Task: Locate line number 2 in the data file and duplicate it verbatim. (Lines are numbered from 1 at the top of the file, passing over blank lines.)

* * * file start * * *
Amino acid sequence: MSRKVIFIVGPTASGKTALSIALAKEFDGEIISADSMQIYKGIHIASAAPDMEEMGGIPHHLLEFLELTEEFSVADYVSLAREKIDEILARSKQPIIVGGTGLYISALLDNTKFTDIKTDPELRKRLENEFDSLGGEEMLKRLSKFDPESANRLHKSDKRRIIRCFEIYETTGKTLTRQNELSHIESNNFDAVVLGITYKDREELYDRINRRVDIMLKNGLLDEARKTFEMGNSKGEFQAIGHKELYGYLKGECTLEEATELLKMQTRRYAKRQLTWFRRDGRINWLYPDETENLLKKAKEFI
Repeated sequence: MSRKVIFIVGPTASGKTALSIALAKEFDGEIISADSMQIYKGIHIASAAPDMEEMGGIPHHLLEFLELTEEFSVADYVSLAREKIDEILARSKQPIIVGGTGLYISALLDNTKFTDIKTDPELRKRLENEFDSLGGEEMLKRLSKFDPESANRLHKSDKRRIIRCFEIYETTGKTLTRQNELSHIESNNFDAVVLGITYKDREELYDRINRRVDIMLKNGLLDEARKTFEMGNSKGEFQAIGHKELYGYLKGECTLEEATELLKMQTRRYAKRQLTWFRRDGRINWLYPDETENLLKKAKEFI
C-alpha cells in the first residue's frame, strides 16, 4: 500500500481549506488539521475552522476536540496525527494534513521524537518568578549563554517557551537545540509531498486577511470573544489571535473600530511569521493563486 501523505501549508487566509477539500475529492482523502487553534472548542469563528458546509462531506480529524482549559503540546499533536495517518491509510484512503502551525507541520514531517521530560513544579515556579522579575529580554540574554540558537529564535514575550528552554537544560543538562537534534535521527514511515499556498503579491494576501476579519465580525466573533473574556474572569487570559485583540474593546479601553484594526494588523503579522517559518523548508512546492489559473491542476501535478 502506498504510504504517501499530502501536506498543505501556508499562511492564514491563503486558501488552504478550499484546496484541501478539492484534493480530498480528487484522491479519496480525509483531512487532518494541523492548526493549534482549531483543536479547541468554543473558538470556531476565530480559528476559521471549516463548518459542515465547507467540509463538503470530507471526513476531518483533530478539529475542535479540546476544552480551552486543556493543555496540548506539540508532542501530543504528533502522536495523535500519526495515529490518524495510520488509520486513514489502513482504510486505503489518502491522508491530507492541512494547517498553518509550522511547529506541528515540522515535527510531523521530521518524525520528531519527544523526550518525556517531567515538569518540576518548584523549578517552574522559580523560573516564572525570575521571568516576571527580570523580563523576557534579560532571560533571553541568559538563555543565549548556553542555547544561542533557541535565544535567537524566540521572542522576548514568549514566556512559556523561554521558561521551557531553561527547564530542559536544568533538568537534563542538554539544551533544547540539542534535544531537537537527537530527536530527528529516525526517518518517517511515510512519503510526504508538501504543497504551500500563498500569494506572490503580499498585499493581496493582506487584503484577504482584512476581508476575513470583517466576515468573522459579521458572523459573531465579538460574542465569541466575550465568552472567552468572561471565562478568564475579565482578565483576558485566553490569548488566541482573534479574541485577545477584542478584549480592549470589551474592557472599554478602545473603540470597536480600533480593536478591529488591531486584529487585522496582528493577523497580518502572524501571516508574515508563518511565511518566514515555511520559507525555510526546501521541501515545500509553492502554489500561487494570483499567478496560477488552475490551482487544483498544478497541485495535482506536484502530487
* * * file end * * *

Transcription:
Repeated sequence: MSRKVIFIVGPTASGKTALSIALAKEFDGEIISADSMQIYKGIHIASAAPDMEEMGGIPHHLLEFLELTEEFSVADYVSLAREKIDEILARSKQPIIVGGTGLYISALLDNTKFTDIKTDPELRKRLENEFDSLGGEEMLKRLSKFDPESANRLHKSDKRRIIRCFEIYETTGKTLTRQNELSHIESNNFDAVVLGITYKDREELYDRINRRVDIMLKNGLLDEARKTFEMGNSKGEFQAIGHKELYGYLKGECTLEEATELLKMQTRRYAKRQLTWFRRDGRINWLYPDETENLLKKAKEFI